Earth observation for climate protection and collaborative development
In addition, Germany is contributing ~170 million euro (~26 percent) to the 'FutureEO' scientific programme. Ten million (out of 50 million euro) has been allocated to the new 'Global Development Assistance' (GDA) programme. 'InCubed+' is aimed at short-duration commercial Earth observation activities with private sector backing -Germany is contributing 15 million euro. In addition, Germany is supporting a small Arctic satellite mission (Demonstrator, NewSpace approach) to improve short- and medium-term weather forecasts in the Arctic region with 7.5 million euro.
"Germany is very well positioned in the satellite telecommunications sector. Our aim is to increase the competitiveness of components and support system capabilities with a focus on secure communications - the keyword here is quantum encryption - to integrate satellite technology and applications into the new 5G mobile networks and above all to continue technological and political leadership in optical laser communication," says Walther Pelzer. One example is the planned optical communication network Hydron, which is designed to provide fast connections for users with high data transfer requirements, supplementing and complementing the terrestrial fibre optic network.
E3P - the European Exploration Envelope Programme
This is supported by a strong role for SMEs, which Germany is aiming for through its subscription of 25 million euro for European gateway activities. In addition, Germany will play a leading role in the sustainable robotic exploration of the Moon with a contribution of 55 million euro. Germany is also contributing 20 million euro to the Exploration Preparation, Research and Technology (ExPeRT) programme, which will conduct mission studies and technology development for other exploration topics, including a commercial approach. For the consolidation of ExoMars (launch: July 2020) and selected technology elements of the 'Mars Sample Return' mission being planned in cooperation with NASA, Germany is providing ~37 million euro.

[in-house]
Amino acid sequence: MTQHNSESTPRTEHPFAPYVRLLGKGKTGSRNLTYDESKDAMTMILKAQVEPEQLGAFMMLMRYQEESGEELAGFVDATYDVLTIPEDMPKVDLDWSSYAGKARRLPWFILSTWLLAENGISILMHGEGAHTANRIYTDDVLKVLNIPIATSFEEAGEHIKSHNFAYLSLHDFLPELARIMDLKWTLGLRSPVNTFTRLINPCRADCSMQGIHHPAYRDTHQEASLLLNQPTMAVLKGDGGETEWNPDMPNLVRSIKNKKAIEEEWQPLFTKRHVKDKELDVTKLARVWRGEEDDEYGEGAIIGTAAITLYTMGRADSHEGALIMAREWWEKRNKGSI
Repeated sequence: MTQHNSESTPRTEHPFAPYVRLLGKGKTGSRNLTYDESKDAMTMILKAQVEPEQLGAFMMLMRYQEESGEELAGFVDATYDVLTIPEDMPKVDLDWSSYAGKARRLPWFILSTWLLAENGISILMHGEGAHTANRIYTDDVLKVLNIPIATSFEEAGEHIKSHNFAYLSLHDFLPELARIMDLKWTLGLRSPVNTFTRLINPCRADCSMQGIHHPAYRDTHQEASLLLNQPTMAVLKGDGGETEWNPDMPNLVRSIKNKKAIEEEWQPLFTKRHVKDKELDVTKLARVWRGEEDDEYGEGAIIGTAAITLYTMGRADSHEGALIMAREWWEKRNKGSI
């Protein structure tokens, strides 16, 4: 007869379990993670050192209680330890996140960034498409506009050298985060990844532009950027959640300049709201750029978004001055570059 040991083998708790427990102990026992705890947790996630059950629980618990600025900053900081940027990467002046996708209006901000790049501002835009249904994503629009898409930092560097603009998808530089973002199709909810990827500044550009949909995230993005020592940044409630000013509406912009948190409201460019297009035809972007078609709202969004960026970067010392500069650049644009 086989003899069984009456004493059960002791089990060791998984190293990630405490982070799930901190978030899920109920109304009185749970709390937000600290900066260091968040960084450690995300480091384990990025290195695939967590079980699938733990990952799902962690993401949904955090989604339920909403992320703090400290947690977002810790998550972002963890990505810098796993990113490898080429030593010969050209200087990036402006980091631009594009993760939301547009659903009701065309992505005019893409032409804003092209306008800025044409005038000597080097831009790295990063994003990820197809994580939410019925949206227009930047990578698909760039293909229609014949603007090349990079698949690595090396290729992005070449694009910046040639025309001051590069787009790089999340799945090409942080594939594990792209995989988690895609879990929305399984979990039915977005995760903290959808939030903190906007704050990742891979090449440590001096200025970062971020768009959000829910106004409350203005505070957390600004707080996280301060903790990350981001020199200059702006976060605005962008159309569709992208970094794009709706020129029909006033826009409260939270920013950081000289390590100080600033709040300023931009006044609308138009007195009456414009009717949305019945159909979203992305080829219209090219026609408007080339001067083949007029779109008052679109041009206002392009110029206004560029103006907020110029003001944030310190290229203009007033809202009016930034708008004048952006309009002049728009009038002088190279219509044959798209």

ESA and Luxembourg Space Agency confirm partnership on space resources
Paris (ESA) Nov 28, 2019
A Memorandum of Cooperation to further commit to strengthening cooperation in the field of space resources and innovation was signed by Luxembourg's Deputy Prime Minister Etienne Schneider and ESA Director General ESA Jan Worner. Following the establishment of the SpaceResources.lu initiative in 2016 to promote and develop the research, economic and legal aspects of space resources, ESA and the Luxembourg Space Agency have been working together to explore opportunities for cooperation and have ide ... read more